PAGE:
- Claim Date
- Entry Date
- Payment method
- Deduction Date
- Reference Number
- Transaction type
- Payee code
- Payee name
- Tax Type
So you have done your promotional planning, does that mean no more problems? Unfortunately not. It is still quite easy to end up with a severe overspend situation. This is because most promotions have no limit on the amount the chain may wish to buy. Why this should be so is one of those things that has become ‘part of the way we do business’, and has no basis in logic. It is just as illogical as extended buy periods, for businesses where there is perpetual motion and a pipeline of product! But it causes very real problems. Even with the most careful of planning, unless you monitor the trade spend during the year, you will almost certainly get a big surprise at the end of the year. Planning alone will not control trade spend. In this section we are not concerned whether the trade spend is worthwhile, only with keeping the total costs within predefined boundaries.
This is a precis of a research paper entitled ‘The Decomposition of Promotional Response: An Empirical Generalisation’ by David R. Bell, Jeongwen Chiang and V. Padmanabhan, published by Marketing Science.
This very interesting paper based on research conducted in 1999, studies 173 brands in 13 categories in the USA over a 52 week period, based on the household expenditure of 250 families and 3 stores. The overall conclusion is that the percentage of promotional lift attributable to brand switching is an average of 75%, which is somewhat below previous studies. In 1988 Gupta measured this at 84%, and A.C.Nielsen more recently (precise date unknown, but published in 1996) at 80%.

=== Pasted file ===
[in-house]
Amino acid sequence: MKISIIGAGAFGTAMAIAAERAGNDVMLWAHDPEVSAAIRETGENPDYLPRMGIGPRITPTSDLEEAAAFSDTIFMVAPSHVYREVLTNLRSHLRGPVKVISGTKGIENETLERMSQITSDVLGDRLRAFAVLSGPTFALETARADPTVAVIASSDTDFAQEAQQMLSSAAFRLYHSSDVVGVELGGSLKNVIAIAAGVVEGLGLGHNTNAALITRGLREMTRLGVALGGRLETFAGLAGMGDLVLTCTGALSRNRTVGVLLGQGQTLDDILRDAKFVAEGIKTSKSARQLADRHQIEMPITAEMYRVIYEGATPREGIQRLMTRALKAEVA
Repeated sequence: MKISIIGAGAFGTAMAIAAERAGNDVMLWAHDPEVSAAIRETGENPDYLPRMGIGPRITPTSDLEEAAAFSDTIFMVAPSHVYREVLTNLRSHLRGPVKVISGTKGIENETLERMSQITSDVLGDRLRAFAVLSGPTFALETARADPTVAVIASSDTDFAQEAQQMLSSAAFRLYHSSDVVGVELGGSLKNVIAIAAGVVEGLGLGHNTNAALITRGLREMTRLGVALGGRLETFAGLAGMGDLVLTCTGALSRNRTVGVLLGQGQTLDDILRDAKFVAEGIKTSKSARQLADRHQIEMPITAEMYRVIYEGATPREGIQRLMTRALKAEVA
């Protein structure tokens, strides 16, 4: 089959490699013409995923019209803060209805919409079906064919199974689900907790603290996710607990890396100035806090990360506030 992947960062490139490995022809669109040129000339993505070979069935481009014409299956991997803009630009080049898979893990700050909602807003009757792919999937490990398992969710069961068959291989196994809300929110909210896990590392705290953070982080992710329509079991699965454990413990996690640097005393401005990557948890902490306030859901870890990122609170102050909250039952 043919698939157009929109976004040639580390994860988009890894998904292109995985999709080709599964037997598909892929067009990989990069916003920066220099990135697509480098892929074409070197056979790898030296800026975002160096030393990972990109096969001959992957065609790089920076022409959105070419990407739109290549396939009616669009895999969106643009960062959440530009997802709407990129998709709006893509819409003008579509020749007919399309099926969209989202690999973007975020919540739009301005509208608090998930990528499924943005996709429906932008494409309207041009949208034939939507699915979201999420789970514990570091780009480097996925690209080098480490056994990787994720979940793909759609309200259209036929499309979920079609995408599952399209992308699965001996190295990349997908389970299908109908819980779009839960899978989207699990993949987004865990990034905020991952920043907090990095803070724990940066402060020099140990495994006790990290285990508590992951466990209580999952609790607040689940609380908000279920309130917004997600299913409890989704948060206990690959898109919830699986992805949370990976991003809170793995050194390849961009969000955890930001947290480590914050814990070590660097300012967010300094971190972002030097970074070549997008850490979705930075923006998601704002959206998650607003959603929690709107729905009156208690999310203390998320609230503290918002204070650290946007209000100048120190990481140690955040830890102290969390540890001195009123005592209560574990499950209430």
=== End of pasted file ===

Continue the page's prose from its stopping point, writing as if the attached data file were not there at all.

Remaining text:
Of even more interest is the category by category variance. Categories were selected to encompass both those that are known to expand consumption, as well as those that are ‘storable’ or ‘necessities’.The balance of the lift not attributable to brand switching was also analysed into the two components of category expansion (genuine additional incremental volume) and accelerated purchase (reduction in expected inter-purchase interval). A determination was also made of the relative impact of brand factors, category factors and consumer factors to identify which is the most significant. All in all, they are able to explain 70% of the actual promotional response. One of the significant findings is that category effects are more significant than brand effects, and consumer effects (i.e. demographics) are quite minimal.
The Promax PX is a transactional solution, and changes to core information are recorded and date stamped – thus providing an audit trail. The solution also adopts double entry accounting principals – meaning that transaction changes are tracked through a series of corresponding debits and credits.